Publication Local Plan, Chapter 5: Climate change

Creating a fairer Salford by:

  • Reducing the burden that falls on future generations of responding to climate change
  • Tackling the negative impacts of climate change, particularly on human health, which are more likely to be felt by the most vulnerable
  • Supporting the achievement of a carbon neutral Salford by 2038

5.1 Climate change is defined by the Intergovernmental Panel on Climate Change [1] as a change in the state of the climate that persists for an extended period, typically decades or longer. There is clear evidence that the global climate is warming and sea levels are rising, with more severe and sustained rainfall events projected in the UK [2].

5.2 Although natural factors influence variations in the climate, human influence on it is clear [3] and it is extremely likely that human activity has been the dominant cause of warming since the mid-20th Century [4] by increasing the concentration of greenhouse gases in the atmosphere, which trap heat there. The greatest contribution to climate change has been from carbon dioxide, the primary source of which is fossil fuel use, though deforestation, land clearance for agriculture and degradation of soils also contribute to its release. Other greenhouse gases include methane (such as from agricultural activities, fossil fuel extraction and the decay of organic waste in landfill sites), nitrous oxides (from agricultural activities, especially nitrogen-fertilised soils and livestock waste, and industrial processes), and hydrofluorocarbons (which are used as refrigerants, aerosol propellants, solvents and fire retardants).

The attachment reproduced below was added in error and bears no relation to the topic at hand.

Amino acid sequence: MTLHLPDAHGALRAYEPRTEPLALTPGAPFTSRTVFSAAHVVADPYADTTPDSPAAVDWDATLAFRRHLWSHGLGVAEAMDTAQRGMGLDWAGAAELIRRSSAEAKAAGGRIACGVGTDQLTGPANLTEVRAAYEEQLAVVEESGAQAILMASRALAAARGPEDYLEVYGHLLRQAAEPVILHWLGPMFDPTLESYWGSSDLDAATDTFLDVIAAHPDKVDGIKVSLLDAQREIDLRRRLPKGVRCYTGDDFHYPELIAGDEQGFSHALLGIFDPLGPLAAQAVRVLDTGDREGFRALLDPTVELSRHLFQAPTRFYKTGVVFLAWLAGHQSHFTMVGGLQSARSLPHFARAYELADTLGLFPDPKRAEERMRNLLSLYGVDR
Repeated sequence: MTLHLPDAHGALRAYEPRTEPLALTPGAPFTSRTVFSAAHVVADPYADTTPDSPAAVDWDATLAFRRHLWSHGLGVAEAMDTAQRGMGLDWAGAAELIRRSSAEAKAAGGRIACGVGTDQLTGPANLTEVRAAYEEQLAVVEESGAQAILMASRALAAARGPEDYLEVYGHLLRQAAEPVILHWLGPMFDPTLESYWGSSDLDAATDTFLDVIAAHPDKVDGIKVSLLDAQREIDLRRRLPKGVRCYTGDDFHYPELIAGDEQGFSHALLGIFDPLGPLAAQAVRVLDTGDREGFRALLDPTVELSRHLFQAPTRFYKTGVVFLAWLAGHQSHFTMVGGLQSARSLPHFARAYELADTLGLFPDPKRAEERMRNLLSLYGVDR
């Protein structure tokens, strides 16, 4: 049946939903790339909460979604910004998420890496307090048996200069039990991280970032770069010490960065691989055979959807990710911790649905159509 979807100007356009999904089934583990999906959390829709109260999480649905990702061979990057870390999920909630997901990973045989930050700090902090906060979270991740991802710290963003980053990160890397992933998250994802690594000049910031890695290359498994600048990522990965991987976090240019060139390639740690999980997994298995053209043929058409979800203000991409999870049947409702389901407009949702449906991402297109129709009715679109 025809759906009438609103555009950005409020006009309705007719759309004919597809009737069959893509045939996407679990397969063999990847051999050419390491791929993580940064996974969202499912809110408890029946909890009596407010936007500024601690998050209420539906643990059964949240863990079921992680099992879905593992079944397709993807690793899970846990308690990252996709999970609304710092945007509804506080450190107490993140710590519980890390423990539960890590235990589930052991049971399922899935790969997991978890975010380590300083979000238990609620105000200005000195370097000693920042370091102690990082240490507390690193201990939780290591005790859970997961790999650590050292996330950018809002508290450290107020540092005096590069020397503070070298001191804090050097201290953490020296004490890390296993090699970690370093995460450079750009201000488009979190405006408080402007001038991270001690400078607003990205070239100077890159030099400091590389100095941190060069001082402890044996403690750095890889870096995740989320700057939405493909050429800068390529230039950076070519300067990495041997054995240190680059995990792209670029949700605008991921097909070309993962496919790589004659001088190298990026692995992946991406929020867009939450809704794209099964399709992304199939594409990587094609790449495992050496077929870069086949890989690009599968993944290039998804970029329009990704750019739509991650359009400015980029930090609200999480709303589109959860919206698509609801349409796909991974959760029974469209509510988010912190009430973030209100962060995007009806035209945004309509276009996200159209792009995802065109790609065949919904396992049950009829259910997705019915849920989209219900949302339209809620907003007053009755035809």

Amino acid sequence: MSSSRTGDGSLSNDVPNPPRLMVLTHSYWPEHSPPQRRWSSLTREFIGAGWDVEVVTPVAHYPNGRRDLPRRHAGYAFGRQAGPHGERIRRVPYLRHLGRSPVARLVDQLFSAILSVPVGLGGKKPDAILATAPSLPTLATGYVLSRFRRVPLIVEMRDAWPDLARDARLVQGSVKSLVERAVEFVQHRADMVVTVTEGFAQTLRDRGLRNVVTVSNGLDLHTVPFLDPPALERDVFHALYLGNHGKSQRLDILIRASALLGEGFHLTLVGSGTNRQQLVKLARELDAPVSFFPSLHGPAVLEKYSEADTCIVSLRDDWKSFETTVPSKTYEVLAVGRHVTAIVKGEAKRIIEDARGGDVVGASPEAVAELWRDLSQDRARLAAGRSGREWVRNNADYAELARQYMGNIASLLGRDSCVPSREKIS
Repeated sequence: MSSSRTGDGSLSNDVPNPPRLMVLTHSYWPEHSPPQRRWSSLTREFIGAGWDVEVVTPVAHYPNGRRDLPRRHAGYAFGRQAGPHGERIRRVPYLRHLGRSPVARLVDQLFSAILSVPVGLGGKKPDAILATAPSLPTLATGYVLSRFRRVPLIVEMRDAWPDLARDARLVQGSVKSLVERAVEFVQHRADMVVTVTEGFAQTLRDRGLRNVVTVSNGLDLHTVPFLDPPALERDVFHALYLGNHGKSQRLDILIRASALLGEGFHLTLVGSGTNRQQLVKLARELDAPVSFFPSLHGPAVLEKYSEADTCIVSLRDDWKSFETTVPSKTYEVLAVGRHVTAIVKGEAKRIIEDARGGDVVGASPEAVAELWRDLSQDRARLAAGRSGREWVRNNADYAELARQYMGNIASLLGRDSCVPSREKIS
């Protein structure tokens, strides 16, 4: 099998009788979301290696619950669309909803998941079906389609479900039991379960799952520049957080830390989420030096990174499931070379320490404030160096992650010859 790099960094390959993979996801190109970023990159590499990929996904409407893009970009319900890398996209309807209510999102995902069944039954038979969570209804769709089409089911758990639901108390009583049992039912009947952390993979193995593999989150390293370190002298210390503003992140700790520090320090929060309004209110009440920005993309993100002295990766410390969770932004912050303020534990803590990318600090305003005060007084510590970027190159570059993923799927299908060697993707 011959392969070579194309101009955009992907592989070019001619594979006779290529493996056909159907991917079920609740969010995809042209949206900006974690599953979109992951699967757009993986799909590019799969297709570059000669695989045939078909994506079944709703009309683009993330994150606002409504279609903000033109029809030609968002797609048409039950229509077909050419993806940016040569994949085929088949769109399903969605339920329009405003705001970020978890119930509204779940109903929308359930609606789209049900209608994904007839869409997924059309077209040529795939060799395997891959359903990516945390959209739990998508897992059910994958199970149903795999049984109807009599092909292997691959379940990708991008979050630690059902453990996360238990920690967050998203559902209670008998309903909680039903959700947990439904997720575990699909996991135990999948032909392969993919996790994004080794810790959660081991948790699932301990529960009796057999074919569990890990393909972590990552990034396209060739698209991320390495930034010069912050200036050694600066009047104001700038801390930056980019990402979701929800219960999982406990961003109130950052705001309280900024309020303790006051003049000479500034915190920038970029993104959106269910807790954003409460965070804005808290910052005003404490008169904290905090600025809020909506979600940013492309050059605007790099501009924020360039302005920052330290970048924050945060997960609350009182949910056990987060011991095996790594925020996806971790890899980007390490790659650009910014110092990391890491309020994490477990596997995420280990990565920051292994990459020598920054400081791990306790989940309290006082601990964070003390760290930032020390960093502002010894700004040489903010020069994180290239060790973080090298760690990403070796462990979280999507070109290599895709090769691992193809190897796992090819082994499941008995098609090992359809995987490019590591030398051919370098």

5.3 The Climate Change Act 2008 introduced a legally binding target for the UK to reduce its carbon emissions by at least 80% by 2050 compared to 1990 levels. In June 2019, the Prime Minister announced that this will be strengthened to a net zero target for 2050.

5.4 More ambitious and challenging targets have been established at the local level. In July 2019, Salford City Council declared a climate emergency. This included setting a date of 2038 for carbon neutrality in Salford, which matches the target for the whole of the sub-region established in the 5-Year Environment Plan for Greater Manchester [5]. To help achieve carbon neutrality by 2038, a target has been set that all new development should be zero carbon from 2028.

5.5 Salford has seen major progress in recent years, with a 33% reduction in total carbon dioxide emissions over the period 2005-2017, and a 41% reduction in per capita emissions. However, the city has the second highest per capita emissions of the ten Greater Manchester districts, at 5.0 tonnes per annum compared to the sub-regional average of 4.3 tonnes per annum. This is largely due to large contributions from transport, particularly from traffic on the motorways and A roads in the city, which are the highest per capita in Greater Manchester.

5.6 The widespread and potentially devastating impacts of climate change place a responsibility on us all to minimise our carbon emissions, and this must be seen as an essential component of all development. As well as taking actions to reduce emissions, it will also be important to maximise natural processes that can take carbon out of the atmosphere and lock it into features such as peat and trees, known as ‘carbon sequestration’.

5.7 Even with concerted action now, current levels of greenhouse gases in the atmosphere will lead to changes in the climate, such as increased average global temperatures, more extreme weather events and heightened flood risk. It will be vital to the long-term sustainability of Salford, and the health, safety and quality of life of its residents, that the city is designed to adapt to changes in the climate. Green infrastructure will have a major role to play in this, helping to mitigate the impacts of high temperatures, reduce flood risk, and maintain biodiversity.

5.8 Some of the necessary actions for tackling climate change, such as improving energy efficiency and increasing the provision of green infrastructure, could have direct benefits for residents by reducing energy bills and providing a higher quality environment. They may also open up business opportunities that will help Salford to develop a low carbon economy.

5.9 Climate change is a cross cutting theme of the Local Plan, with the majority of chapters contributing to mitigating and adapting to climate change and particularly those on  energy, air quality and pollution and hazards, biodiversity, water, green infrastructure, accessibility, design, efficient and coordinated use of land, economic development and housing.